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Wed Aug 31 10:02:08 SAST 2016

Dragonflies seasoned globe trotters it would appear

Shaun Smillie | 06 March, 2016 14:37
Pantala flavescens
Image by: John C. Abbott, Ph.D. Section of Integrative Biology Curator, Brackenridge Field Laboratory Insect Collection Texas Memorial Museum.

Their wings are not much longer than the length of a cigarette‚ but on them this insect makes intercontinental journeys of tens of thousands of kilometres.

New research has finally proven that a dragonfly called Pantala flavescens migrates across the globe following the summer.

Biologists at Rutgers University-Newark‚ studied the insect's genes and found that populations of this dragonfly in places like Texas‚ eastern Canada‚ Japan‚ Korea‚ India and South America were so similar‚ they had been interbreeding‚ and creating a worldwide gene pool.

Pantala‚ also known as the globe glider‚ is common in South Africa. Author and dragonfly expert Warwick Tarboton‚ said they usually appear in South Africa around November and disappear in April. Where they go‚ is not clear‚ he said‚ although they are known to migrate from Tanzania and Mozambique‚ across the Indian ocean via the Seychelles to India.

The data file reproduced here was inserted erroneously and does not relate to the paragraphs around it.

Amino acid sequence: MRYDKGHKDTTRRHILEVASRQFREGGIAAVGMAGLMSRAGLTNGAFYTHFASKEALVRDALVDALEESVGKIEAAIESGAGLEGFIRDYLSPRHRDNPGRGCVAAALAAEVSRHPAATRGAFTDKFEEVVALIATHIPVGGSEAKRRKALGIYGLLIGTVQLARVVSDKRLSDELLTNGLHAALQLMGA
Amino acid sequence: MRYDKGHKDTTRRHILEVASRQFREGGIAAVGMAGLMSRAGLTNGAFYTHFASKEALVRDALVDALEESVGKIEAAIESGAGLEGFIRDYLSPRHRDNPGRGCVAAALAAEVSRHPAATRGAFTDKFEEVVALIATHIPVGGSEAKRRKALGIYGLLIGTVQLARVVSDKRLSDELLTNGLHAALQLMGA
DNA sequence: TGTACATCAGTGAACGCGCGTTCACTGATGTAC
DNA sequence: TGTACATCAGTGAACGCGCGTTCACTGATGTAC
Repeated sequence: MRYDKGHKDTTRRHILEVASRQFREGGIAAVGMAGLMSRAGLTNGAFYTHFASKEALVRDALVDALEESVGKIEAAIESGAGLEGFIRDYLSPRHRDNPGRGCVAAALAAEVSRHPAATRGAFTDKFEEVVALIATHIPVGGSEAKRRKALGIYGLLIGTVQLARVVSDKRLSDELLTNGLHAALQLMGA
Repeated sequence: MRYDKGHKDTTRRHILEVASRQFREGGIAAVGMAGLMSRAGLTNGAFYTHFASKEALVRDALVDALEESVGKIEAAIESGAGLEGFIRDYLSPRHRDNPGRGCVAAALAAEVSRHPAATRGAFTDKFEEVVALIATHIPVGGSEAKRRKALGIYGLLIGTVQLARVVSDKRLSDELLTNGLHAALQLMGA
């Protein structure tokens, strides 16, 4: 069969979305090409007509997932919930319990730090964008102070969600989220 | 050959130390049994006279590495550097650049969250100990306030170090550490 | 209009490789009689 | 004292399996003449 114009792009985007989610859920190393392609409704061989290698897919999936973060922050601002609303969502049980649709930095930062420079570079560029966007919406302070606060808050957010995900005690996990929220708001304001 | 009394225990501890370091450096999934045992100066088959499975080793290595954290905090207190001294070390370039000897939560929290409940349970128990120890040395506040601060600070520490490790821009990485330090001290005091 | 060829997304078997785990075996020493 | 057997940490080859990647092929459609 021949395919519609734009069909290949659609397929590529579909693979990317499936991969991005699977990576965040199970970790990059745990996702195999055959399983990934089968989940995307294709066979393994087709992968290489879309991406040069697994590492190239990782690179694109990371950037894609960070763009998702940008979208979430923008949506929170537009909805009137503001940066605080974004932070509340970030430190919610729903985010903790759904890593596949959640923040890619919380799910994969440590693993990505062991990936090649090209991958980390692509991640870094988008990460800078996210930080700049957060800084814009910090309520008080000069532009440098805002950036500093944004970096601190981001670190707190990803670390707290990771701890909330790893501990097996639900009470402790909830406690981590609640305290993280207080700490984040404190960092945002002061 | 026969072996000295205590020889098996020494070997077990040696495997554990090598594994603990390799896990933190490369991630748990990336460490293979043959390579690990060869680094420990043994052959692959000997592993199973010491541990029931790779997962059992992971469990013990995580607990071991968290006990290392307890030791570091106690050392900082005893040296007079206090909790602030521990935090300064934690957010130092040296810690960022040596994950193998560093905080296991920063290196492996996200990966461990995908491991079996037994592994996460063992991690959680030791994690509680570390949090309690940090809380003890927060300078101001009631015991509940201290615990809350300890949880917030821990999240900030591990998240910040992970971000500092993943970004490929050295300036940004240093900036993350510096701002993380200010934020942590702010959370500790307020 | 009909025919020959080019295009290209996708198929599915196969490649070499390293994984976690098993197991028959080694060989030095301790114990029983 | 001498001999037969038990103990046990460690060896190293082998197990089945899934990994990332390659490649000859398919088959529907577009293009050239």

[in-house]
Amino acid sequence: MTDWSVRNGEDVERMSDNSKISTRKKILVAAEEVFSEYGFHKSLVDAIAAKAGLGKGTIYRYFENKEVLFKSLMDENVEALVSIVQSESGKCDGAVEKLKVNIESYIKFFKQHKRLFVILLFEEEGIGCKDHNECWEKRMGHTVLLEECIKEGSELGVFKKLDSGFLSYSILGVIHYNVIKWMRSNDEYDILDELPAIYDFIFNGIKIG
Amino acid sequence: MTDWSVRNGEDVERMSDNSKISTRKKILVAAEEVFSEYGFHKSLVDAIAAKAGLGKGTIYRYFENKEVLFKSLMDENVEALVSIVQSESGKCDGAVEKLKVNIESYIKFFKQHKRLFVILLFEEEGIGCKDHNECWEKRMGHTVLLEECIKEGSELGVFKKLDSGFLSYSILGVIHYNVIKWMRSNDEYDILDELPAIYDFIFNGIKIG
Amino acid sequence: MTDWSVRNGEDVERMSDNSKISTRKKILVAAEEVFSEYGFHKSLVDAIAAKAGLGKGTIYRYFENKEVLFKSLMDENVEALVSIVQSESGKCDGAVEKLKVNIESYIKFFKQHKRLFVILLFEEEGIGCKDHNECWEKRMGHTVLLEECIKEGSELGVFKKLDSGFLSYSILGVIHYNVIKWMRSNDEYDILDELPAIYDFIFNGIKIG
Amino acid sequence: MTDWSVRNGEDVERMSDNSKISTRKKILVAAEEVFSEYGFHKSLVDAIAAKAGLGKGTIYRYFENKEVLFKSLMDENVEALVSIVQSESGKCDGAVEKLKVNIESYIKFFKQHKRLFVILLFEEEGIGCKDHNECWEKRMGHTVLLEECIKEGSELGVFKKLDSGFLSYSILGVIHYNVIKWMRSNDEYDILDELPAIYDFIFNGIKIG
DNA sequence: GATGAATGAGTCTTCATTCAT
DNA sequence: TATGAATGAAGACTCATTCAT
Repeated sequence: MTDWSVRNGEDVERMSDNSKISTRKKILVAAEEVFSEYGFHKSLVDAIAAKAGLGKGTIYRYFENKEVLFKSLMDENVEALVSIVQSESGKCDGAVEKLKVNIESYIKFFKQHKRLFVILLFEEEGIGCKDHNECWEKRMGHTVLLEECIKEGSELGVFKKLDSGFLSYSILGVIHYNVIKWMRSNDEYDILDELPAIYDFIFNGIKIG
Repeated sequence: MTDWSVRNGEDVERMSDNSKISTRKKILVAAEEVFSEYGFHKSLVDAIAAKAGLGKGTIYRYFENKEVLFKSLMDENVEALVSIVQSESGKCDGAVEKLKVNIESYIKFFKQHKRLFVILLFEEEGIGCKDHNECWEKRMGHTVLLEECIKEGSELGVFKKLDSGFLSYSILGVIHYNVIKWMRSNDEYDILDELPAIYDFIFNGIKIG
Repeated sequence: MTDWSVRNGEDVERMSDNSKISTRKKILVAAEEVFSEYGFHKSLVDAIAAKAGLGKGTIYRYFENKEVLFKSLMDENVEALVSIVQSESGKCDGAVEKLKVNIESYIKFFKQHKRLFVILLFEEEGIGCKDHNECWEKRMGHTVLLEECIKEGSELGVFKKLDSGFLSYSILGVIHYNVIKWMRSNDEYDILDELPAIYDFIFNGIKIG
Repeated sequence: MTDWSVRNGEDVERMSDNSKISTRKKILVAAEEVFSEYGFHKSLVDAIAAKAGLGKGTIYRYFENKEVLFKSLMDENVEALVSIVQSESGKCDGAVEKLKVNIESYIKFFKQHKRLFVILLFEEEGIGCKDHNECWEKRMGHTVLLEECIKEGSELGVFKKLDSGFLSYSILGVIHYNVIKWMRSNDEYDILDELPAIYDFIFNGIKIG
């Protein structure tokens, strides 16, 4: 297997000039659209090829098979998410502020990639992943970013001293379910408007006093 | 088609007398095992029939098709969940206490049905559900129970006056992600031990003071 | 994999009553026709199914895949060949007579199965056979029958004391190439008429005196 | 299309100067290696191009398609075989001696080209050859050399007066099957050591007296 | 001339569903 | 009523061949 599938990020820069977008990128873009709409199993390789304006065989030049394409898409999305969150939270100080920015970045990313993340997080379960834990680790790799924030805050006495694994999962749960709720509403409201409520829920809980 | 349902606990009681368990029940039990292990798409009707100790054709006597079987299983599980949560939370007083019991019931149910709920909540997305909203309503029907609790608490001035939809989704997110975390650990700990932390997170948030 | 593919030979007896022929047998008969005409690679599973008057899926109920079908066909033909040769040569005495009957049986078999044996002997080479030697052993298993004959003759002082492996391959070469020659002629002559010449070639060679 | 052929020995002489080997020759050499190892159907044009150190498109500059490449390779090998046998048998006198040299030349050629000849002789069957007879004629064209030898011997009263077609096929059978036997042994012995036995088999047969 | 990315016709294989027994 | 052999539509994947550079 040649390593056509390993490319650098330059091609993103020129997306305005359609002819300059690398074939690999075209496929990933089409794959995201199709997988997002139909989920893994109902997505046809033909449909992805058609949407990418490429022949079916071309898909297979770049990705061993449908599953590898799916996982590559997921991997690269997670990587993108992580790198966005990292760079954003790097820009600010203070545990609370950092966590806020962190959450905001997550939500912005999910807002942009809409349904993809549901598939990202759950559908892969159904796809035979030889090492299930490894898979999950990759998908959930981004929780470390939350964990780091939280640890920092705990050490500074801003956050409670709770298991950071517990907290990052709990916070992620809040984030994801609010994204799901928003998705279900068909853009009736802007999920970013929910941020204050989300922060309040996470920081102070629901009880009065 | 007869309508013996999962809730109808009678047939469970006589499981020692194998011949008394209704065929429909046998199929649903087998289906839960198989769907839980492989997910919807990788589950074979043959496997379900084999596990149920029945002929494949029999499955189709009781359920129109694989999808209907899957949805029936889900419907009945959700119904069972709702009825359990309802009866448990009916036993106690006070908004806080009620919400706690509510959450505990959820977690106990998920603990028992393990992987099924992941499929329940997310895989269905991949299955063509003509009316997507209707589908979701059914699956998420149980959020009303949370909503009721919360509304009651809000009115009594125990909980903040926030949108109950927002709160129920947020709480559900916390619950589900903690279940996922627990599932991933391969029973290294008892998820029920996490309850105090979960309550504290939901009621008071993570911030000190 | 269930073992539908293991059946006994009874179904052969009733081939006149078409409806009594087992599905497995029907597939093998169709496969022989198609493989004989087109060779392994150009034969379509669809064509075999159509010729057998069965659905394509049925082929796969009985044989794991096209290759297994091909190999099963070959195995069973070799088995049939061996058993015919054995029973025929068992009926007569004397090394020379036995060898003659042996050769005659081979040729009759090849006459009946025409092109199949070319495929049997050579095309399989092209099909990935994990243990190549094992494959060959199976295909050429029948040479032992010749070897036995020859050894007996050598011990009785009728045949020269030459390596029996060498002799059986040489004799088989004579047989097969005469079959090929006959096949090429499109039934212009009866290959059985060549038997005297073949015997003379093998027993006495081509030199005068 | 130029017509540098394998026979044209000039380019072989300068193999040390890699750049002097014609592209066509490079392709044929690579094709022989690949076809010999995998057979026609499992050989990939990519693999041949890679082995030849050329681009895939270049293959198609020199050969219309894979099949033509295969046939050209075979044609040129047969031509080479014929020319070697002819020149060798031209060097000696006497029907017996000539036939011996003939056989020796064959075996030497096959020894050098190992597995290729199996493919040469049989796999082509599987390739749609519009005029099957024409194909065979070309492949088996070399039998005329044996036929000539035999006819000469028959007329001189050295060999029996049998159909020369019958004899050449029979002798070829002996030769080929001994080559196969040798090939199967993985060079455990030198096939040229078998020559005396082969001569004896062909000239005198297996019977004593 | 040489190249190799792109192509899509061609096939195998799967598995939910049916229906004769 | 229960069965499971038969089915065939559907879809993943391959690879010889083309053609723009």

“No one has put markers on them‚ so we don't know where they go‚” said Tarboton. He said the species of dragonfly hitches a ride on the moonsoon winds and follows the summer.

"This is the first time anyone has looked at genes to see how far these insects have travelled‚" said Jessica Ware‚ a senior author of the study in a statement. "If North American Pantala only bred with North American Pantala‚ and Japanese Pantala only bred with Japanese Pantala.

"We would expect to see that in genetic results that differed from each other. Because we don't see that‚ it suggests the mixing of genes across vast geographic expanses."

- TMG Digital/The Times

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